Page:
Microsoft is full of people who talk about code and also code. I don't know many people working on products who don't code, regardless of their job title. PMs on engineering teams are often writing code to verify the soundness of their ideas. Testers are software developers.... I don't agree with the statement Erik made about how everybody in Silicon Valley who talks about code also codes, but how that is not the case in Redmond... This doesn't mean I will have it edited from the talk. Hopefully, after all these years, you understand that we don't do that on Channel 9.


  • I think Erik is totally correct! He did a lot to MS, (co-)created many cool and innovative things like LINQ and Rx, and the company didn't recognise his efforts properly. Now, any platform have Reactive stuff - look at the push made by Typesafe with the Reactive Platform.

    BTW, another great talk from Erik...

  • CharlesCharles Welcome Change

    @Fabio Galuppo: Erik was a Partner at the company. That's something most employees never achieve...


  • Great! One more reason to be very disappointed.

    I think MS isn't marketing (or don't care) masterpieces like Rx or F# properly, because they aren't "sellable" as cash cows. Therefore, others will be THE players in Functional and Reactive stuff, sad but true...

  • @Fabio Galuppo: Don't drink too much of the typesafe coolaide :) While I love what they are doing, I am not so fond of their attempt to pervert associations like Reactive == Actor, Actor == Typesafe therefore Reactive == Typesafe. Reactive is much bigger than that. Rx plays his part, which we are all super grateful to Erik (and Bart et.al) for giving us. Rx is cross platform now thanks to continued work from MS, Erik and Guys like Ben at Netflix.

    Another point, this is a canned presentation. It is a well planned and executed and has been performed at other conferences. The firing analogy works well for it's purpose (comedy, marketing stunt and conveying knowledge). In my experience, off stage Erik is a very sweet and passionate person.

    Thanks for sharing, explaining and moderating Charles. Keep it up!


    I have always enjoyed Erik's talks before.

    While I found this talk interesting, I did not enjoy it due to the frequent unpleasant, cynical, unfunny, and sarcastic remarks.

    For me, being rude about a large company is one thing, but singling out particular people for ridicule is quite another: derisively including Steve Ballmer in his actual code examples is astonishing for someone who should know better and has always managed to behave himself here previously.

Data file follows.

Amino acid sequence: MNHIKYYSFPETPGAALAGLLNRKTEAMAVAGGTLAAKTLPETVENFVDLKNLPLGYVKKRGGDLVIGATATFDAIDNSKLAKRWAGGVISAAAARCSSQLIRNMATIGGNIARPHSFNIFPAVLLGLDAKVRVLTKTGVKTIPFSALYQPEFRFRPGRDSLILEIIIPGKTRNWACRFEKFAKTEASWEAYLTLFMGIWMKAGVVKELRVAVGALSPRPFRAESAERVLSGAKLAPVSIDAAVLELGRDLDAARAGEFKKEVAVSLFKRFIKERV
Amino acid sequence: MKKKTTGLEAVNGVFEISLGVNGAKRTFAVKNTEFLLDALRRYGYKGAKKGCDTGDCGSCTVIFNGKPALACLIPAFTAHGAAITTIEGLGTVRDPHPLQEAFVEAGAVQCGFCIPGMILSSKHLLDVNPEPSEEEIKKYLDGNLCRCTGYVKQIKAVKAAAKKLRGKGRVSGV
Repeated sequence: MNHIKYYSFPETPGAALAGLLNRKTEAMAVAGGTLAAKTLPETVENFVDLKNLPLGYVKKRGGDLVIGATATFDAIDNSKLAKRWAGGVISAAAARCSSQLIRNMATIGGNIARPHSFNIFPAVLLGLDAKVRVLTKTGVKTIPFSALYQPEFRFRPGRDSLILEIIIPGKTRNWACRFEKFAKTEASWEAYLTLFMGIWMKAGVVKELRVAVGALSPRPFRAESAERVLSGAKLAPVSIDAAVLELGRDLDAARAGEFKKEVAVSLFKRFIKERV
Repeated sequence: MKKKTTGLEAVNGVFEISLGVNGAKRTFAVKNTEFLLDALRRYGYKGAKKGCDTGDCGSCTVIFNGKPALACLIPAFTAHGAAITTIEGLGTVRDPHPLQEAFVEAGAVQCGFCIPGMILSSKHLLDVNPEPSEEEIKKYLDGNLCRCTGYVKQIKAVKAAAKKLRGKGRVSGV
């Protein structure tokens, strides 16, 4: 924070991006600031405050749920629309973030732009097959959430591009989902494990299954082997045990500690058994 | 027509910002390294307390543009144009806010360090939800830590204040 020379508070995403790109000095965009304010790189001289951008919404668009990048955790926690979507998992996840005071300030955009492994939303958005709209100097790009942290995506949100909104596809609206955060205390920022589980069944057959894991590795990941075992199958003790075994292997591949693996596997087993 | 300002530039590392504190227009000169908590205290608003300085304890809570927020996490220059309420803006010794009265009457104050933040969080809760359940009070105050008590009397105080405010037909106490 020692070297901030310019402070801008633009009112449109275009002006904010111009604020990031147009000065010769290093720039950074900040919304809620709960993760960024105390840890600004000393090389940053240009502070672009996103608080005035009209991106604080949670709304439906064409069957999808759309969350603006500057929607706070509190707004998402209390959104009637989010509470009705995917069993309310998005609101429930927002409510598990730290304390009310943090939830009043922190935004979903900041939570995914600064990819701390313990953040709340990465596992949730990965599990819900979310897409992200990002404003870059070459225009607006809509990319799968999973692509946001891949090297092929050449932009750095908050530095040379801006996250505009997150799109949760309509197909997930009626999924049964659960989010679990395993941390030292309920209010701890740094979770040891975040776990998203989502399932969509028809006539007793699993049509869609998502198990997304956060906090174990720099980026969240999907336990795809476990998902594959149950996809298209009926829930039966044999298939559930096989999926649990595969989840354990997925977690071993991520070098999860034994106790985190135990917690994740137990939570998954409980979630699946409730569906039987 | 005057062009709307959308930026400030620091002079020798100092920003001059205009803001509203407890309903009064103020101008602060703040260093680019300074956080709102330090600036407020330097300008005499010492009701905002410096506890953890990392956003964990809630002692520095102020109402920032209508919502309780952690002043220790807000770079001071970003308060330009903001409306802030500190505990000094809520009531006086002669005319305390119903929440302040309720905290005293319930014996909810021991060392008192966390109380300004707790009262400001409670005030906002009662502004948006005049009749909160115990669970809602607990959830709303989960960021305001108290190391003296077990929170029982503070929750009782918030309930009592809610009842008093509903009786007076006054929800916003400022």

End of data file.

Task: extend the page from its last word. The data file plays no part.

But maybe I'm just no fun. I'm from the UK, so don't mind "f***" (that word is frequently used around the office). Interesting to know that in the US it is a faux pas.

  • Bent Rasmussenexoteric stuck in a loop, for a while

    On the technical side I found the modelling of getters and setters as pull and push collections (IE/IO) interesting. In a previous C9 video I believe Erik mentioned his affinity for "first-class" constructs. Mapping getters and setters into these interfaces make them more first-class in a way. So for example one could subscribe to an accessor and listen to "settings" (or "gettings" too, actually). I love that generality.

  • Pascal De Laetpaxal Pascal

    Erik stays fun (and genius) like usual.
    His new "duality show" is more symmetric.

    I suddenly realized that this new presentation is structured like the paper "http://www.pps.univ-paris-diderot.fr/~krivine/articles/Agay.pdf".

    After this comparison, I read now the "enumerator-observer duality" like the "name-value duality" (a good old friend).

    With the connection :
        "Many" => ForAll
        "One" => Exists

    Clearly a bomb.

    A good opportunity to read again all Wadler papers.

    Thanks ForAll

  • The bitterness of that intro was kind of sad.

  • Corey AugerCorey Auger

    Passion, code, f-bombs ... this has everything you want and more! Loved it!

  • Thanks for the great video!

    Is this correct:

    Who is in charge defines in which side of the arrow is the monad-capsule.

    E.g. for "Future" in the video, AsyncIterable vs. Observable would be like:

    Try[Option[A]] => Future[()]
    Future[Try[Option[A]]] => ()

    I would describe lifting like this.


  • I think just based on the general definition of "reactive" that the push idea of observer is more accurate than side-effect.  I can understand that Erik may have other ideas to it and prefer a change, but I'm not so sure "side-effect" is better.

    Both definitions carry a negative connotation in context; however, "side-effect" has a greater negative weight then "reactive".

    If I had any opinion that mattered, as if... I would say some mathematical terms could be more relevant to describe this evolving pattern, sort of like "state functions" and "integrals"... but, for me.. reactive is fine.

    well, I really enjoyed watching this...



  • Exceptionally thought provoking.